Looking after your mouth during radiotherapy to the head and neck

Your cancer team will help you cope with any side effects of head and neck radiotherapy. They will give you treatments if needed. They will also give you advice about looking after your mouth. Try to:

  • keep your mouth moist – sip water or rinse regularly
  • keep your mouth clean – follow your team’s advice about a regular mouth care routine
  • stop smoking – stopping reduces your risk of side effects and helps you recover 
  • avoid alcohol – drinking alcohol or using alcohol mouthwashes can irritate your mouth
  • eat a healthy diet – your team can help if you find it difficult to eat
  • see your dentist regularly during and after radiotherapy.

Looking after your mouth protects your teeth, prevents infections and can help you recover from side effects.

Always tell your cancer team if your mouth is sore or if you are finding it difficult to eat and drink. If you find that drinking makes you cough, tell them as soon as possible.

Coping with mouth problems during radiotherapy

Radiotherapy to the head and neck can cause side effects such as a sore mouth or throat and difficulty swallowing.

Your cancer team will give you advice, support and treatments to help you cope with any problems that develop. Treatments may include:

  • painkillers
  • mouthwashes or gels
  • exercises to prevent jaw stiffness.

Follow your team’s advice carefully. Look at your mouth daily for signs of infection. You can ask your dentist or specialist nurse what to look for. Always tell them if your mouth is sore, or if you are finding it difficult to eat and drink. If you find that drinking makes you cough, tell them as soon as possible. We have more about coping with mouth problems during radiotherapy that you might find helpful.

Your team will also talk to you about mouthcare before and during your radiotherapy. Looking after your mouth can:

  • help protect your teeth
  • encourage tissue healing
  • reduce the risk of problems in the future.


Keep your mouth moist

Radiotherapy to the head and neck often reduces the amount of saliva you can make. Saliva washes your teeth and protects them from decay. This means you have a high risk of tooth decay during and after radiotherapy.

Keep your mouth moist by taking sips of water and rinsing your mouth regularly during the day. Your team may give you an artificial saliva to use. It comes in different forms, such as sprays, gels, pastilles or tablets. You may have to try different types to find one that works for you.

You may also find our information about coping if you have a sore or dry mouth helpful.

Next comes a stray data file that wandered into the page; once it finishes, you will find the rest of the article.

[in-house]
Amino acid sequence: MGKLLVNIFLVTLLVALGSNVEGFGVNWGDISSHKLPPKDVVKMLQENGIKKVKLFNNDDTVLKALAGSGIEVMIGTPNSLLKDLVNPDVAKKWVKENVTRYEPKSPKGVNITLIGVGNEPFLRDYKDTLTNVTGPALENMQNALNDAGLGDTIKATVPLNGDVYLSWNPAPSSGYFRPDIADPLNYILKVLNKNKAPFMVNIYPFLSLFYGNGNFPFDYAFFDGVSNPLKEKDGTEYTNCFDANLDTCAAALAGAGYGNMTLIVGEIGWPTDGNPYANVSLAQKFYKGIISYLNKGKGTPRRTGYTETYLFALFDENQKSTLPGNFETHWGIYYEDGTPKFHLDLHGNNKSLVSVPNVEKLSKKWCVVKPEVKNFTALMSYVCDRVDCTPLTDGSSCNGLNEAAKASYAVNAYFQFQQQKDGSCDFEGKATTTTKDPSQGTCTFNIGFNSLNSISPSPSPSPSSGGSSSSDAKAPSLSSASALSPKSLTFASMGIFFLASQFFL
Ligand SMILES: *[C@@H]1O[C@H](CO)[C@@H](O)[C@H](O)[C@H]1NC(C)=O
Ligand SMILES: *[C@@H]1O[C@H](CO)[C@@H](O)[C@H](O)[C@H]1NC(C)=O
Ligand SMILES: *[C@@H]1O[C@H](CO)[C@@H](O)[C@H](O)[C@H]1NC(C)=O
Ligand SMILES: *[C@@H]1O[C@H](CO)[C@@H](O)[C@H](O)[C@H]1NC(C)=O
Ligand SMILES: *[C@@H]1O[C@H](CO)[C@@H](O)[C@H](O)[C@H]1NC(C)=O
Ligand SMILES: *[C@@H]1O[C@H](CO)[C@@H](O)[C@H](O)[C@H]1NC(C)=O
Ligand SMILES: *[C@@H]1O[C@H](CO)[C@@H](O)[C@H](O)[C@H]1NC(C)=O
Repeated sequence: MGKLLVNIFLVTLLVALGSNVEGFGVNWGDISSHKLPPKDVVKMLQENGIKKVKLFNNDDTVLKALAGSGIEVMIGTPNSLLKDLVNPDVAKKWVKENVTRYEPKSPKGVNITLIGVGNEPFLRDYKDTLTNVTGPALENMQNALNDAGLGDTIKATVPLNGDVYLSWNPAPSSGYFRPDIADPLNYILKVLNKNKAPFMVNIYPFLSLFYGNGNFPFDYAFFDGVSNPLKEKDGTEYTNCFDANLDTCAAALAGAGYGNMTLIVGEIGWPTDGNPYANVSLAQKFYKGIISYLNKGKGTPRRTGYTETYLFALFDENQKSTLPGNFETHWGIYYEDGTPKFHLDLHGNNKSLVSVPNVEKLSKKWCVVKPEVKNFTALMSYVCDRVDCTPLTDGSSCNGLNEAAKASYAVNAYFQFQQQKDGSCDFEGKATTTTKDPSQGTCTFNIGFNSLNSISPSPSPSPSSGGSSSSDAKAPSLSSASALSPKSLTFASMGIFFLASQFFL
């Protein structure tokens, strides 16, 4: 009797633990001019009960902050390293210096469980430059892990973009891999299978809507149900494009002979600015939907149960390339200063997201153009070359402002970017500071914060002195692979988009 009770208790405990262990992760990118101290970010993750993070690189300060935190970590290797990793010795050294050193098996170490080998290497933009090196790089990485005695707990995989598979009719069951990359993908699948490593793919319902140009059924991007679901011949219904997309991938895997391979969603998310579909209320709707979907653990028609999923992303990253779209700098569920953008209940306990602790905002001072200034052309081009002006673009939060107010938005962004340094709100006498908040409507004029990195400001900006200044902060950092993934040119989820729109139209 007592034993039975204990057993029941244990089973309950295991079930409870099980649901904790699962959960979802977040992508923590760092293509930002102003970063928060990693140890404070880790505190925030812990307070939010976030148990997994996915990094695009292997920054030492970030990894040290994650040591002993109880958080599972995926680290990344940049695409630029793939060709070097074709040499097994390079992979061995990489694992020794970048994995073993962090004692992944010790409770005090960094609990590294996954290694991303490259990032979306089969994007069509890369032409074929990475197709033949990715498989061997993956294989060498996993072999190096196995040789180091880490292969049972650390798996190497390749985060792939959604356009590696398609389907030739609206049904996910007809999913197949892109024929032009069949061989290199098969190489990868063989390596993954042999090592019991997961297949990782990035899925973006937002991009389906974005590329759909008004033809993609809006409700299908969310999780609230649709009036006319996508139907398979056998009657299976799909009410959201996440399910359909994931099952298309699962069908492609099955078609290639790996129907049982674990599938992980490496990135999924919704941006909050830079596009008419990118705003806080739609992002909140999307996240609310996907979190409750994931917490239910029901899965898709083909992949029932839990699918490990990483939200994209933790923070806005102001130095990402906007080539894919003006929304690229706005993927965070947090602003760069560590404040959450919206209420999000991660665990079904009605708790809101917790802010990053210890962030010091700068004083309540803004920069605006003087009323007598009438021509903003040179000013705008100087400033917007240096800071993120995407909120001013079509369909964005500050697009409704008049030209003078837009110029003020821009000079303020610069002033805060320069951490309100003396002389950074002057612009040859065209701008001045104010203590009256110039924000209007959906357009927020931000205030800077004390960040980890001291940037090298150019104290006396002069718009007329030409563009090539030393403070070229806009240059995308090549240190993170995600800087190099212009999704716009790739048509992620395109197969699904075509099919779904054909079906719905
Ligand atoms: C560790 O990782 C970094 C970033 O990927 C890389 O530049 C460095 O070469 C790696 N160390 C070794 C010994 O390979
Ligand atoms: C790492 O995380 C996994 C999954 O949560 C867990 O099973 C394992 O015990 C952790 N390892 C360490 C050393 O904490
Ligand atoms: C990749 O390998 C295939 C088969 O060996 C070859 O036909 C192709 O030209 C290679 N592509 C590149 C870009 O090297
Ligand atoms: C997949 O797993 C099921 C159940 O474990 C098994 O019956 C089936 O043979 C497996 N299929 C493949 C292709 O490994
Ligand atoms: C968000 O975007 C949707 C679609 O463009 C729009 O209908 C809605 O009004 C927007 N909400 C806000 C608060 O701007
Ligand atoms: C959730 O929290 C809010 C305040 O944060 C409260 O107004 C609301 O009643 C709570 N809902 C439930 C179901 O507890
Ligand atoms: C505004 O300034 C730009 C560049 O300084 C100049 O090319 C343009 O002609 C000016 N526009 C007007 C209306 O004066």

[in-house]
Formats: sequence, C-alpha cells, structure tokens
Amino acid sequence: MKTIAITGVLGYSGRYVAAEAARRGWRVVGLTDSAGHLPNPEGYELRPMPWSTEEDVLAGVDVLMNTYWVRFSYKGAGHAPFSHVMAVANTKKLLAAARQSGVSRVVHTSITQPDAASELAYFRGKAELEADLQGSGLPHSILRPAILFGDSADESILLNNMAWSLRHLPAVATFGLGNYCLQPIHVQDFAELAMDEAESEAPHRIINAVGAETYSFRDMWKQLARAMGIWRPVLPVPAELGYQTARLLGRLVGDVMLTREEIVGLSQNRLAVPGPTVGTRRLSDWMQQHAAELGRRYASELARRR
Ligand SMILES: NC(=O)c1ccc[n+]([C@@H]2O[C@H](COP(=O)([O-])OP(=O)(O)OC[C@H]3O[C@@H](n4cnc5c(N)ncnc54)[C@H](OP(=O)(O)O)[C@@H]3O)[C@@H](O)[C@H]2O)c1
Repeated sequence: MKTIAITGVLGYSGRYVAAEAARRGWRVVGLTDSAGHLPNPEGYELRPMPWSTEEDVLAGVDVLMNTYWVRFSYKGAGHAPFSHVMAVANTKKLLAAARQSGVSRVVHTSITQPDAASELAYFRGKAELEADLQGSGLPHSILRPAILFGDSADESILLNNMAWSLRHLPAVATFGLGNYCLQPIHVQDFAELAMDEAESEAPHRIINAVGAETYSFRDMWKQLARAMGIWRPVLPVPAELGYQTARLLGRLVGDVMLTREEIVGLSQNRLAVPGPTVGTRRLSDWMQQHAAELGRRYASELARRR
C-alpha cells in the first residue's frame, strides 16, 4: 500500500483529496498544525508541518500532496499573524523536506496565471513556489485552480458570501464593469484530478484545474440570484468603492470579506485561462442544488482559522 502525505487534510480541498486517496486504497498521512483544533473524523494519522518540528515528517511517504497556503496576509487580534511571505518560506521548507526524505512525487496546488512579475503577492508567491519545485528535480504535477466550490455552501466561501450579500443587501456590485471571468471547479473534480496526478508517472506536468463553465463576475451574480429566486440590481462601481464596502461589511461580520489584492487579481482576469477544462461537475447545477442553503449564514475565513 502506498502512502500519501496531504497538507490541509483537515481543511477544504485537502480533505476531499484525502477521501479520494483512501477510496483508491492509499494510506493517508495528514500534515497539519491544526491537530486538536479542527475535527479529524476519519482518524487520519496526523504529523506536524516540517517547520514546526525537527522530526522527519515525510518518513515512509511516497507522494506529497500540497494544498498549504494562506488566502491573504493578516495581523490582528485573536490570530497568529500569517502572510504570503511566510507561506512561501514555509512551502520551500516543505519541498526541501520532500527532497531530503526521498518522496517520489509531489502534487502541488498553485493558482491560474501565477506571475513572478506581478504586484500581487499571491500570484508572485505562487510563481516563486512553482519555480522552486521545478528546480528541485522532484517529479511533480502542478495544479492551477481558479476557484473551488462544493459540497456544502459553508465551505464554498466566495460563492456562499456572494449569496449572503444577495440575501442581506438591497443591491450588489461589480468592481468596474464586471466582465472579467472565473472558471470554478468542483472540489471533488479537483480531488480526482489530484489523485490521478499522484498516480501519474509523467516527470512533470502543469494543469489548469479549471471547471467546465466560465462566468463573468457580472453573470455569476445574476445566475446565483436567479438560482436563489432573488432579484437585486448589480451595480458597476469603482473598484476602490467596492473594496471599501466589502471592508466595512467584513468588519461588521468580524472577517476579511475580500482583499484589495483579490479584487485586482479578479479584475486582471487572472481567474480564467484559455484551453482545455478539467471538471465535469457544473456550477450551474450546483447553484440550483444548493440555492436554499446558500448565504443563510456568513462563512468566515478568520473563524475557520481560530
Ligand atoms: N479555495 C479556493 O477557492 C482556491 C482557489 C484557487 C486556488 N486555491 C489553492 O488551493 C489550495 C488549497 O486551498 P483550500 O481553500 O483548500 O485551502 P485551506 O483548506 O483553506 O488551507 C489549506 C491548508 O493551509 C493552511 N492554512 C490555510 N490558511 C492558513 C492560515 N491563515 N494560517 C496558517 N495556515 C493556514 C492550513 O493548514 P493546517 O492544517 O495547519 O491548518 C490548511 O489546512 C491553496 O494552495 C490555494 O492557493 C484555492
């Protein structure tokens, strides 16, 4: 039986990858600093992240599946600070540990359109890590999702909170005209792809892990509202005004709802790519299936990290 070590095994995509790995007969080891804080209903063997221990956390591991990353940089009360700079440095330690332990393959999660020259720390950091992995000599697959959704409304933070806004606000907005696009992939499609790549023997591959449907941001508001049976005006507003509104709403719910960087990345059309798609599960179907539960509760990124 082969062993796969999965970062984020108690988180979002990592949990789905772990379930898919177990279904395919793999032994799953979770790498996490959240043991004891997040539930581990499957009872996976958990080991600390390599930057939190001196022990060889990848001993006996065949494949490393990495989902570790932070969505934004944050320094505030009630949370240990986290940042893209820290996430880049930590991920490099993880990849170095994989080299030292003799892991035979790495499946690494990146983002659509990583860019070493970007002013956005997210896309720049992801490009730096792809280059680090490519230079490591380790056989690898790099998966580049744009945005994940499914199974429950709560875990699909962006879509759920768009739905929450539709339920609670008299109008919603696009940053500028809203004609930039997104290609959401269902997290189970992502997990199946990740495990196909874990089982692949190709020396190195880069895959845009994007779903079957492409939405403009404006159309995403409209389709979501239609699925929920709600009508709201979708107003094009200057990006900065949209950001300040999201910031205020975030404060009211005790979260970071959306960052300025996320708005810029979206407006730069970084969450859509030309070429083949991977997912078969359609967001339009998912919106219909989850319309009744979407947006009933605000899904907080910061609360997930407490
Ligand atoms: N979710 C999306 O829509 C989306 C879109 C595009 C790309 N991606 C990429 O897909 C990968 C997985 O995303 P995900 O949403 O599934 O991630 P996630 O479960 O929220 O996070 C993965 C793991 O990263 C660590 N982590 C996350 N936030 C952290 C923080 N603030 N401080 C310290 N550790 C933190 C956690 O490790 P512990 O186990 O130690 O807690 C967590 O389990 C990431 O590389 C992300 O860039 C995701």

Keep your mouth clean

Following a regular mouth care routine is very important. It protects your teeth, prevents infections and can help you recover from side effects such as a sore mouth.

Your team will give you advice. Here are some tips:

  • Brush your teeth (or dentures) every morning and night.
  • Choose a toothbrush with a small head and soft bristles.
  • Use fluoride toothpaste and fluoride gel. The fluoride helps to protect and strengthen your teeth.
  • Rinse your mouth each day with a non-alcohol-based mouthwash, prescribed by your doctor.
  • You could try a warm salt water rinse. To make the rinse, boil 900ml of water. Let it cool to a warm temperature and then add 1 teaspoon of salt. Rinse the salt water gently around your mouth. Then spit it out and rinse your mouth with cold or warm water. Try to do this at least 4 times a day. You should make a fresh rinse each day.
  • Use dental floss or tape to clean in between your teeth once a day. If you are having chemotherapy or radiotherapy, check with your specialist doctor or nurse first.
  • If your dentures are uncomfortable, you may need to leave them out for a few weeks.
  • Only have sugary and acidic foods and drinks at mealtimes.


Stop smoking

Smoking during radiotherapy is likely to make your side effects worse. It also reduces the effect of radiotherapy on the cancer. If you smoke, stopping smoking will help your recovery. You can get information and support to help you stop. We have more information on giving up smoking.


Limit how much alcohol you drink

Alcohol, especially spirits, will irritate the areas affected by your treatment. So, it is best not to drink alcohol or use mouthwashes containing alcohol during radiotherapy.


Eat a healthy diet

Eating can be hard during treatment, but it is important to get the nutrition you need. This will help your tissues to heal, increase your strength and may also reduce your risk of having some long-term effects of radiotherapy.

If you are finding it difficult to eat, tell your specialist nurse, doctor or radiographer. They can refer you to see a dietitian, if you do not already have one. There are lots of things that can be done to help make sure you get the food and nutrition you need.

Your doctor may recommend you have a feeding tube inserted if you are not able to eat enough and you are losing weight. The tube is usually in place for a few weeks while you finish your treatment, and can normally be removed when you start to eat and drink again.

If swallowing is a problem, a speech and language therapist (SLT) can give you advice and support.

We have more information about feeding tubes and how to cope with eating problems.


See your dentist regularly

You should see your dentist every 3 to 6 months and a dental hygienist as suggested by your dentist. Going for regular check-ups means that if you develop any mouth problems, they can be found early when they are easier to treat. Your dentist or hygienist can give you a mouthcare routine you can follow to help prevent problems.

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